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At first I thought $\sqrt a\cdot\sqrt b$ is rational only when both $a$ and $b$ are squares of rational numbers. But then the example of $\sqrt2$ comes in and if $a=b=\sqrt2$, $\sqrt a\cdot\sqrt b$ is a rational number.

So what's the full version? Is $\sqrt a\cdot\sqrt b$ rational only when a and b are squares of rational numbers and $a=b$?

thanks!

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    $\begingroup$ $\sqrt{a}\cdot\sqrt{b}=\sqrt{ab}$ , so $\sqrt{a}\cdot\sqrt{b}$ is rational, if and only if $ab$ is the square of a rational number. $\endgroup$
    – Peter
    Nov 7 '16 at 12:00
  • $\begingroup$ $a=b$ is not neccessary, neither must $\sqrt{a}$ or $\sqrt{b}$ be rational. Consider $a=2$ and $b=18$. $\endgroup$
    – Peter
    Nov 7 '16 at 12:01
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No, the numbers don't need to be squares of rational numbers. For example,

$$\sqrt{\frac{16}{e}}\cdot \sqrt{e}$$

is a rational number.

In fact, if $a\neq 0$, then $$\sqrt{a}\cdot\sqrt{\frac{q^2}{a}}$$ is a rational number if $q$ is a rational number.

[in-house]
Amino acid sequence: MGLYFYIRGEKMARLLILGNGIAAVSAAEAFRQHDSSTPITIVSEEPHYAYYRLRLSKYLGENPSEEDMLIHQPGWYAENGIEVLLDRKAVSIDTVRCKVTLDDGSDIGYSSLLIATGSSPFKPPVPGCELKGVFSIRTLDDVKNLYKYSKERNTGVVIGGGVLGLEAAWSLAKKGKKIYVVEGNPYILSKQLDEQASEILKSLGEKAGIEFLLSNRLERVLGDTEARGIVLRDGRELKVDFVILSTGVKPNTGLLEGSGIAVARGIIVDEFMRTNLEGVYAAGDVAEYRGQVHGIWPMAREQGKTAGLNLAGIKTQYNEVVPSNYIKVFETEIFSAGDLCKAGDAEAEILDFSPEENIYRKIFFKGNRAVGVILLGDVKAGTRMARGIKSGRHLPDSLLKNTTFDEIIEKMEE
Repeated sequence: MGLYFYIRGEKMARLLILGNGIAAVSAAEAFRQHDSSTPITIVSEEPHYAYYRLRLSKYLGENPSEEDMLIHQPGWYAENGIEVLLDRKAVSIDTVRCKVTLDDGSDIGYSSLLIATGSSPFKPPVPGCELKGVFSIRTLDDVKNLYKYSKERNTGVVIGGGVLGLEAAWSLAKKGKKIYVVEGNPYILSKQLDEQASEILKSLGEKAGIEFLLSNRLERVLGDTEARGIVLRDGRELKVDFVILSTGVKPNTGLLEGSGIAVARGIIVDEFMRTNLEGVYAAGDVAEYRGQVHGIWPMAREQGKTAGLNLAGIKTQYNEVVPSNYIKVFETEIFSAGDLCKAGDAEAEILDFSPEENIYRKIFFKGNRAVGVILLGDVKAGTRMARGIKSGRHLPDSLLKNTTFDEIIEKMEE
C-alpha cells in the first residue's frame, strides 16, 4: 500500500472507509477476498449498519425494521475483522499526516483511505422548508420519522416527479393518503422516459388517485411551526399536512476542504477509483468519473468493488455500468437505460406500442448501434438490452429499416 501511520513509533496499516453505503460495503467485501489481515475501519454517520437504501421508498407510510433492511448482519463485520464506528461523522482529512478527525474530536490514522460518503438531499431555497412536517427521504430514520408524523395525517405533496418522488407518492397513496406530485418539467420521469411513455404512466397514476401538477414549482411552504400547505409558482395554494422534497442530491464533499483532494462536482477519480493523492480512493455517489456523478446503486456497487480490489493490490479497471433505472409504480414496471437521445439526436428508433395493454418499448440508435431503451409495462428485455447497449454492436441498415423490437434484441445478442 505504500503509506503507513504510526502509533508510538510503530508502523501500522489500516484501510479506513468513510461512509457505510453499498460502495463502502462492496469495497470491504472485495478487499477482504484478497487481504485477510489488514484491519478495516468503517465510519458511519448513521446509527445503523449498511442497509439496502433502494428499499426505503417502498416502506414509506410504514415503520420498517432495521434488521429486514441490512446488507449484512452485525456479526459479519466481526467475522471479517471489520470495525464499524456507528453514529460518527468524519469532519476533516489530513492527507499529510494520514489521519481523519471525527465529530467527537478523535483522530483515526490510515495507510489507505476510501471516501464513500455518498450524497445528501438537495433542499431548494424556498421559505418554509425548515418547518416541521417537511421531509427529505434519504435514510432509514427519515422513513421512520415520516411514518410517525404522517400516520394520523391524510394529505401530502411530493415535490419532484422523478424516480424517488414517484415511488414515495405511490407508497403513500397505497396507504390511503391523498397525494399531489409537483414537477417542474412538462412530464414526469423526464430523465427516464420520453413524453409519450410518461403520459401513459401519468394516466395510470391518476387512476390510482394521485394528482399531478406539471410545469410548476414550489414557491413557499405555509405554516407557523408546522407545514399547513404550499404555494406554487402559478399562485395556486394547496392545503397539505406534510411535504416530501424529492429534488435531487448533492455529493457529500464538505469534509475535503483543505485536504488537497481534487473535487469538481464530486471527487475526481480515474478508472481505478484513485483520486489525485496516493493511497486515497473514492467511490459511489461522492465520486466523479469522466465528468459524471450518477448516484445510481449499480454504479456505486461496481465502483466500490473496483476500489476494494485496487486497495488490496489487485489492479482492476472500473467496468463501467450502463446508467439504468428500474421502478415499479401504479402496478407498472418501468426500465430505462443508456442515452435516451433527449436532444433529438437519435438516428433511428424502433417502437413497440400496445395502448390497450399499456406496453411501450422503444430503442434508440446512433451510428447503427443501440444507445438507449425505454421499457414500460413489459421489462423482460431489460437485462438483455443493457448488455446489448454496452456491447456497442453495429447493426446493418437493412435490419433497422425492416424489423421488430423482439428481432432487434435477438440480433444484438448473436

And it goes the other way too, i.e. if $a\neq 0$ and $\sqrt{a}\sqrt{b}$ is a rational number, then $b=\frac{q^2}{a}$ for some rational number $q$, since

$$\sqrt a\sqrt b = q\in\mathbb Q\\ ab=q^2\\ b=\frac{a}{q^2}$$

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$\sqrt {a}\sqrt {b} = \sqrt {ab}$

Now the square root of a real number is only a rational if $ab$ is the square of some rational number. Otherwise it is irrational.

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  • $\begingroup$ No, $ab$ can also be $0.25$, which is not a perfect square. $\endgroup$
    – 5xum
    Nov 7 '16 at 12:10
  • $\begingroup$ @5xum well of course. I phrased my thoughts poorly. Edited the answer to what I really meant. $\endgroup$
    – RGS
    Nov 7 '16 at 12:34

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